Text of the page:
The Chronicle of Higher Education reports the release of a new Council of Graduate Schools report that suggests ways in which universities could reduce the number of graduate students who do not complete their doctoral programs. First, the CGS says, academic institutions should improve advising and mentorship in PhD programs. The Council applauds the "colleague circles" at the University of Missouri, and the staff-student "landmark conferences" that Ohio State University holds each year. Support and supervision are especially important during a degree candidate's dissertation phase, the Chronicle says. The CGS also advises that universities consider increasing financial support for their graduate students, according to the Chronicle. The article reports that doctoral candidates' "average time-to-degree is still a formidable 7.7 years — and that, of course, is for the students who manage to finish at all. By some estimates, more than 30 percent of the students who enter American doctoral programs walk away empty-handed." The full CGS report can be purchased at their Web site.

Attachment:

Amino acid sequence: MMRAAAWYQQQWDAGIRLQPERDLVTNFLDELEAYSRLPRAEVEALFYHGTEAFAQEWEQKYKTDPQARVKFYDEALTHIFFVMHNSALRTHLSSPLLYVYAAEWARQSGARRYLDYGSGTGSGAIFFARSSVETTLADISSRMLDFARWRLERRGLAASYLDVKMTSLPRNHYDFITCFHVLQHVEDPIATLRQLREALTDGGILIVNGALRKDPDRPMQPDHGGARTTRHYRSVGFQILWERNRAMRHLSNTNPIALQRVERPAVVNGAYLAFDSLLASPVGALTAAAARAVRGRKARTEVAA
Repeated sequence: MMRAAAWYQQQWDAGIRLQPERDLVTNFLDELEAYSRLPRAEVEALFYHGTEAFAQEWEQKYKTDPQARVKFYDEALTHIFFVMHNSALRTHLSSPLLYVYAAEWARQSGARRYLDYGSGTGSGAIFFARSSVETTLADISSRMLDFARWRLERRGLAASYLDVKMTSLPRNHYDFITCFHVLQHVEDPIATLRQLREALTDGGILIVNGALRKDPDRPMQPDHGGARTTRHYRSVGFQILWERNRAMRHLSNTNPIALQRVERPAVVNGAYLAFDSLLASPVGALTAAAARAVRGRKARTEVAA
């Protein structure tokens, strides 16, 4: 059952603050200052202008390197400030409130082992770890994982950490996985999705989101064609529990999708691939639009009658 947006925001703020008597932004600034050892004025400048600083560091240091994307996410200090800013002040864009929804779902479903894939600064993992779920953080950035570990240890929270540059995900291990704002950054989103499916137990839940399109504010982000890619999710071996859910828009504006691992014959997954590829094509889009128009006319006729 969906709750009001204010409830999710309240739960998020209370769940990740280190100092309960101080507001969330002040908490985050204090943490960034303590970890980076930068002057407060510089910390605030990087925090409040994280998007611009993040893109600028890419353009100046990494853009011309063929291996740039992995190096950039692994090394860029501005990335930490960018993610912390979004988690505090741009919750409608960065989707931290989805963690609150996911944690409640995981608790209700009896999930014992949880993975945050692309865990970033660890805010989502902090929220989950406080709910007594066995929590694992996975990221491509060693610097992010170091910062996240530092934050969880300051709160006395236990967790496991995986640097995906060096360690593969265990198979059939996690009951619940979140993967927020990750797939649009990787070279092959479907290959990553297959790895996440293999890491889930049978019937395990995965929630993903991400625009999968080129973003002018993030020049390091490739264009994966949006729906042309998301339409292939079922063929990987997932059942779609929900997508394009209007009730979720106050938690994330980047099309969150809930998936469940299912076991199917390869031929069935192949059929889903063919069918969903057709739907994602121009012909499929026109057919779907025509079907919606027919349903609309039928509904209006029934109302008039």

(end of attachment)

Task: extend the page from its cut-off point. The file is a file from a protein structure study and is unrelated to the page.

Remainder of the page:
Reinforcing PhD Candidate Retention
Apr 02, 2010